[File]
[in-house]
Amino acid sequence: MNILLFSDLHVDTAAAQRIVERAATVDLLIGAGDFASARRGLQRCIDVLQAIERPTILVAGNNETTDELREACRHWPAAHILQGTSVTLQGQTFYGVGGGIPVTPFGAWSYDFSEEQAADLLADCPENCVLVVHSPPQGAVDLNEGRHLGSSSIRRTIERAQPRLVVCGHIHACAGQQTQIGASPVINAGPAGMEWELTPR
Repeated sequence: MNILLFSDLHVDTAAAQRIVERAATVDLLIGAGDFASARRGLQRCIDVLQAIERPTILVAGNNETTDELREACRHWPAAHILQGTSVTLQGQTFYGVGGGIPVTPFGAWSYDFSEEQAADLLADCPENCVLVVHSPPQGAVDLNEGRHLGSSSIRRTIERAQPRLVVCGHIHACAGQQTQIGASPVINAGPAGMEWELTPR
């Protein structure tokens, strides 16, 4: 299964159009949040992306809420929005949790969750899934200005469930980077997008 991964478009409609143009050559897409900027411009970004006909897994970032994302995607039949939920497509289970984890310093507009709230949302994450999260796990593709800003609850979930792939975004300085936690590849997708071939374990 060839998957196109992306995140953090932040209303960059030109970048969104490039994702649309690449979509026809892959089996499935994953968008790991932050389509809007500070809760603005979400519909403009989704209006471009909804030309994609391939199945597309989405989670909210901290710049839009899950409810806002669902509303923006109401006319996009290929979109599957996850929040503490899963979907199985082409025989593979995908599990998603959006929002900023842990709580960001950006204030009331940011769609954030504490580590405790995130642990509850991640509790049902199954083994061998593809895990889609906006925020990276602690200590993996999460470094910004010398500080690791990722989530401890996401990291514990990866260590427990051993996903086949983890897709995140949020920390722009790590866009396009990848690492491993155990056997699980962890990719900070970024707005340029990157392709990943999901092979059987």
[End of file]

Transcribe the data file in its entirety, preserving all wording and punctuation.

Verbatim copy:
[in-house]
Amino acid sequence: MNILLFSDLHVDTAAAQRIVERAATVDLLIGAGDFASARRGLQRCIDVLQAIERPTILVAGNNETTDELREACRHWPAAHILQGTSVTLQGQTFYGVGGGIPVTPFGAWSYDFSEEQAADLLADCPENCVLVVHSPPQGAVDLNEGRHLGSSSIRRTIERAQPRLVVCGHIHACAGQQTQIGASPVINAGPAGMEWELTPR
Repeated sequence: MNILLFSDLHVDTAAAQRIVERAATVDLLIGAGDFASARRGLQRCIDVLQAIERPTILVAGNNETTDELREACRHWPAAHILQGTSVTLQGQTFYGVGGGIPVTPFGAWSYDFSEEQAADLLADCPENCVLVVHSPPQGAVDLNEGRHLGSSSIRRTIERAQPRLVVCGHIHACAGQQTQIGASPVINAGPAGMEWELTPR
């Protein structure tokens, strides 16, 4: 299964159009949040992306809420929005949790969750899934200005469930980077997008 991964478009409609143009050559897409900027411009970004006909897994970032994302995607039949939920497509289970984890310093507009709230949302994450999260796990593709800003609850979930792939975004300085936690590849997708071939374990 060839998957196109992306995140953090932040209303960059030109970048969104490039994702649309690449979509026809892959089996499935994953968008790991932050389509809007500070809760603005979400519909403009989704209006471009909804030309994609391939199945597309989405989670909210901290710049839009899950409810806002669902509303923006109401006319996009290929979109599957996850929040503490899963979907199985082409025989593979995908599990998603959006929002900023842990709580960001950006204030009331940011769609954030504490580590405790995130642990509850991640509790049902199954083994061998593809895990889609906006925020990276602690200590993996999460470094910004010398500080690791990722989530401890996401990291514990990866260590427990051993996903086949983890897709995140949020920390722009790590866009396009990848690492491993155990056997699980962890990719900070970024707005340029990157392709990943999901092979059987």